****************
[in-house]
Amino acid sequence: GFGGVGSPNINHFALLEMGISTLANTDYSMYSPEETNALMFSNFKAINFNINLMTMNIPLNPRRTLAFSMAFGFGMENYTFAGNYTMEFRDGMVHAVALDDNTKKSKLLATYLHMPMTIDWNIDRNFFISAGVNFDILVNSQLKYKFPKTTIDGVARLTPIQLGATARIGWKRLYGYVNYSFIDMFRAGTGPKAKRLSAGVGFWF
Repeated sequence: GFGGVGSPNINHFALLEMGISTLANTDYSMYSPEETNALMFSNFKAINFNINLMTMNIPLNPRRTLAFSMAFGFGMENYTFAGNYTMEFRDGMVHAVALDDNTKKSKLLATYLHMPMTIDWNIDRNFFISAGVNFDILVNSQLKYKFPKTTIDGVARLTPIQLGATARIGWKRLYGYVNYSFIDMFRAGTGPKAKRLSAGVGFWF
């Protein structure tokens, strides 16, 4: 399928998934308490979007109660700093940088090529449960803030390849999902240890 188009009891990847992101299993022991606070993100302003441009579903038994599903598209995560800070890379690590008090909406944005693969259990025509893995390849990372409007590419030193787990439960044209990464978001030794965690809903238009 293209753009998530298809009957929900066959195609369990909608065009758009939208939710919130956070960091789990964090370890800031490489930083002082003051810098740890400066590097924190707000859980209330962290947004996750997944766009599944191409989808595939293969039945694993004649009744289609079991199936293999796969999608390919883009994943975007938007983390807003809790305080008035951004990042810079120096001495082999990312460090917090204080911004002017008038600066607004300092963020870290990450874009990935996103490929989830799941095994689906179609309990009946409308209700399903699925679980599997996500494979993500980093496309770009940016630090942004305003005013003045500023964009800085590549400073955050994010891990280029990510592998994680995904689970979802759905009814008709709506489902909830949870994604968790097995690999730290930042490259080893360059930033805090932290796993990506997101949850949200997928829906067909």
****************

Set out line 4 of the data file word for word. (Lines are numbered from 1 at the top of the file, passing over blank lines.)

């Protein structure tokens, strides 16, 4: 399928998934308490979007109660700093940088090529449960803030390849999902240890 188009009891990847992101299993022991606070993100302003441009579903038994599903598209995560800070890379690590008090909406944005693969259990025509893995390849990372409007590419030193787990439960044209990464978001030794965690809903238009 293209753009998530298809009957929900066959195609369990909608065009758009939208939710919130956070960091789990964090370890800031490489930083002082003051810098740890400066590097924190707000859980209330962290947004996750997944766009599944191409989808595939293969039945694993004649009744289609079991199936293999796969999608390919883009994943975007938007983390807003809790305080008035951004990042810079120096001495082999990312460090917090204080911004002017008038600066607004300092963020870290990450874009990935996103490929989830799941095994689906179609309990009946409308209700399903699925679980599997996500494979993500980093496309770009940016630090942004305003005013003045500023964009800085590549400073955050994010891990280029990510592998994680995904689970979802759905009814008709709506489902909830949870994604968790097995690999730290930042490259080893360059930033805090932290796993990506997101949850949200997928829906067909």